I’ve been drinking Diet Coke, or DiCo as I like to call it, for as long as I can remember. My parents, two baby boomers, didn’t believe in distinguishing between children and adults. As a toddler, I guzzled beer from their beer cans. When I was a couple years older, I began watching movies my parents said were rated R for “required.” Neighbors often chastised my parents for their laissez-faire attitude, but, for the most part, their indulgence taught me responsibility and moderation.

Except when it came to soda. By age 12, I averaged two to three cans of diet soda a day. By the end of high school, my consumption spiked even higher. Soon, there were college all-nighters, boring office jobs, and diets outlawing carbs. Throughout it all, Diet Coke was my constant comfort, a fizzy pick-me-up that never disappointed.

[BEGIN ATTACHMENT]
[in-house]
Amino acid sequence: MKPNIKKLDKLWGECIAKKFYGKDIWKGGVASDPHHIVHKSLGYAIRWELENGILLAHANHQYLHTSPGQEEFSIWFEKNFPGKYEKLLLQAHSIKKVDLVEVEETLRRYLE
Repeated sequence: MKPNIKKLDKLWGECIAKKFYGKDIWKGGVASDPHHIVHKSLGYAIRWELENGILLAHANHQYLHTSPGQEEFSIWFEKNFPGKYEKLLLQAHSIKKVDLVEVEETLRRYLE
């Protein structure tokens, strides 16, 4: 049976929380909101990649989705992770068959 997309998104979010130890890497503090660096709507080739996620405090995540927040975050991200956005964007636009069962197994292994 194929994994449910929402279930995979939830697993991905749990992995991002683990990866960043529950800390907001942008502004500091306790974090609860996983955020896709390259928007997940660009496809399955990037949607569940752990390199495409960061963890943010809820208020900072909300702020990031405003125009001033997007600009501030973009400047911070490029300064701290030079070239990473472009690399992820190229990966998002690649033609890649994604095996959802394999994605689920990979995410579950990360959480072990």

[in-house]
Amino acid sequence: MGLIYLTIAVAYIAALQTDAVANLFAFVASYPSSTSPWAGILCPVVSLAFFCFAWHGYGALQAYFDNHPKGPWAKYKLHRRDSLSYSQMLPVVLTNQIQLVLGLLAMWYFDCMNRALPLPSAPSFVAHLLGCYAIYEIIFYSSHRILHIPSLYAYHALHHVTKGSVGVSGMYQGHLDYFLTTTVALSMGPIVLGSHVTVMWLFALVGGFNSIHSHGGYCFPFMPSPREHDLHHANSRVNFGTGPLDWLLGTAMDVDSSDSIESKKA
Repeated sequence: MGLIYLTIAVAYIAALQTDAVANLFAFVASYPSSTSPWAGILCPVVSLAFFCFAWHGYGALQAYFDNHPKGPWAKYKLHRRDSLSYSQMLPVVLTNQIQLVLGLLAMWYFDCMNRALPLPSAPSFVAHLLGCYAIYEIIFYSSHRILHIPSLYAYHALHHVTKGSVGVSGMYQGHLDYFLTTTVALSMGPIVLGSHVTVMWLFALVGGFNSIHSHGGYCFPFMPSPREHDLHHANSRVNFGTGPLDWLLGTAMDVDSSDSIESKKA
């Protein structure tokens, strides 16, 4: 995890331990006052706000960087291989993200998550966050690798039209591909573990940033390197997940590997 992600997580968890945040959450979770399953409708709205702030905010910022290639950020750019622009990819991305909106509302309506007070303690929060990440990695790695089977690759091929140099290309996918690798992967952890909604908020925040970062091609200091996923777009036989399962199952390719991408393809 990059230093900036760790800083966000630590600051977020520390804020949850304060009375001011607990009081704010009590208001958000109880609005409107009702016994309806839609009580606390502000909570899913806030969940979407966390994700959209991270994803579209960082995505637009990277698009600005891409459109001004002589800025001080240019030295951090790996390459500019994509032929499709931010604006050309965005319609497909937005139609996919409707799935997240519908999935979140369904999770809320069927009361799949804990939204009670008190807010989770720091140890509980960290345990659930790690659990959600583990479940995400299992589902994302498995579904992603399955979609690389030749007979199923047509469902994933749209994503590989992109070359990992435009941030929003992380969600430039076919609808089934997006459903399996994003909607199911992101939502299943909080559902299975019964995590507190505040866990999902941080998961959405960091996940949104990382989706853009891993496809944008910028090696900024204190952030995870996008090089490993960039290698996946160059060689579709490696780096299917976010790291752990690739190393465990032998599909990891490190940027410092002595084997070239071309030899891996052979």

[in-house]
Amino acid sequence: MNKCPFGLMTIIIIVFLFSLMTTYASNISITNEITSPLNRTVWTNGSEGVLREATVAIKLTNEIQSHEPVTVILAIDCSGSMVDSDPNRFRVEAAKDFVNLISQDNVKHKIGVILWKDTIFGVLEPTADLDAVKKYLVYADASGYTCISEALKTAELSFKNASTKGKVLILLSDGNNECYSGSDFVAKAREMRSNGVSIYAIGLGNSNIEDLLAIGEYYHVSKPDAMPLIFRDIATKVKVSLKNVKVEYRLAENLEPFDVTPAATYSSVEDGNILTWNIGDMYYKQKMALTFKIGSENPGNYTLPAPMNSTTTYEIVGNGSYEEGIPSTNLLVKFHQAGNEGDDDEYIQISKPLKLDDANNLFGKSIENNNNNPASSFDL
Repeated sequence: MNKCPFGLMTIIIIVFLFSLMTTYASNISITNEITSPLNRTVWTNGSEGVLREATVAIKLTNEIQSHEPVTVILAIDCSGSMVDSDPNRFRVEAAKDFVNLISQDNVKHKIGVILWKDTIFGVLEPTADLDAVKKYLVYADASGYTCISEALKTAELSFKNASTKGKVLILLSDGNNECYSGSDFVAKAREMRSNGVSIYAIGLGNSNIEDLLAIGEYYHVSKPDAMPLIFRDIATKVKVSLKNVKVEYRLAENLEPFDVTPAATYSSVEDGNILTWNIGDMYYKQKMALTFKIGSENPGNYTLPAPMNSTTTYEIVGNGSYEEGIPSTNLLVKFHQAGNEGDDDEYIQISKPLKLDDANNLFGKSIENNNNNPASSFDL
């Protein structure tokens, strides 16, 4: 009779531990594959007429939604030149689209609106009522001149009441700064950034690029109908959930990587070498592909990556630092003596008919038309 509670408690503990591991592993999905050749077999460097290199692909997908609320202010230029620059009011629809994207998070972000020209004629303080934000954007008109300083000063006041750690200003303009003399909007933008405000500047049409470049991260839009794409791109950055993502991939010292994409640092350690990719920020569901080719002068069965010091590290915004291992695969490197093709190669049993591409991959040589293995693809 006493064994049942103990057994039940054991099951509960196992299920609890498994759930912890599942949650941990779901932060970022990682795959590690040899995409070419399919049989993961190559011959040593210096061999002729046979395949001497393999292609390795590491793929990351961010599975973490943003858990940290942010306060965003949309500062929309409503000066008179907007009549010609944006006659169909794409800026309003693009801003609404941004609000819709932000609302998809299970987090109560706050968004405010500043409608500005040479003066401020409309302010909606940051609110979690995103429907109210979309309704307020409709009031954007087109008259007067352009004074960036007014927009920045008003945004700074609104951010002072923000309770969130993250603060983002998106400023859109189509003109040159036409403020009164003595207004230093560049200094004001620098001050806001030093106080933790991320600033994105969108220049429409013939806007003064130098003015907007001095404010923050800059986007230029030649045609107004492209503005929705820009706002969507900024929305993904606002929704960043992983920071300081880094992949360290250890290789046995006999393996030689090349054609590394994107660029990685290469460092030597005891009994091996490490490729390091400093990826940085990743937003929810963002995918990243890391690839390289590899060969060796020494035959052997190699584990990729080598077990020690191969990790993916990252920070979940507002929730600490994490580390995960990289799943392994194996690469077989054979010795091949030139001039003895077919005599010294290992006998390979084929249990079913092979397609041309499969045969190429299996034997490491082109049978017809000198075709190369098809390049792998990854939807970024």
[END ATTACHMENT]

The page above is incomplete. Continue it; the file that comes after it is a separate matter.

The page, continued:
And yet, I approach this new Diet Coke Plus stuff with some skepticism. Diet Coke’s entire purpose, after all, is that it’s minus, not plus. Like many people, my passion for Diet Coke is predicated on a sense of absence. No sugar, no calories, no problem. Sure, you’re imbibing a mess of other chemicals, but as long as the label has a bunch of zeros on the back, I’m fine.

On Saturday, I had lunch at the Whole Foods on P Street NW. As I always do, I picked up a Diet Coke at the CVS next door (because you can’t find Coke among the rainbow coalition of juices Whole Foods sells). This time, I bought the new DiCo. And I have to admit, it isn’t bad. It comes with vitamins and minerals, and happily, has just as many zeroes as the original while tasting exactly the same. Is it time for all the health nuts to back off? Could it be that vitamins have transformed this vice into a virtue?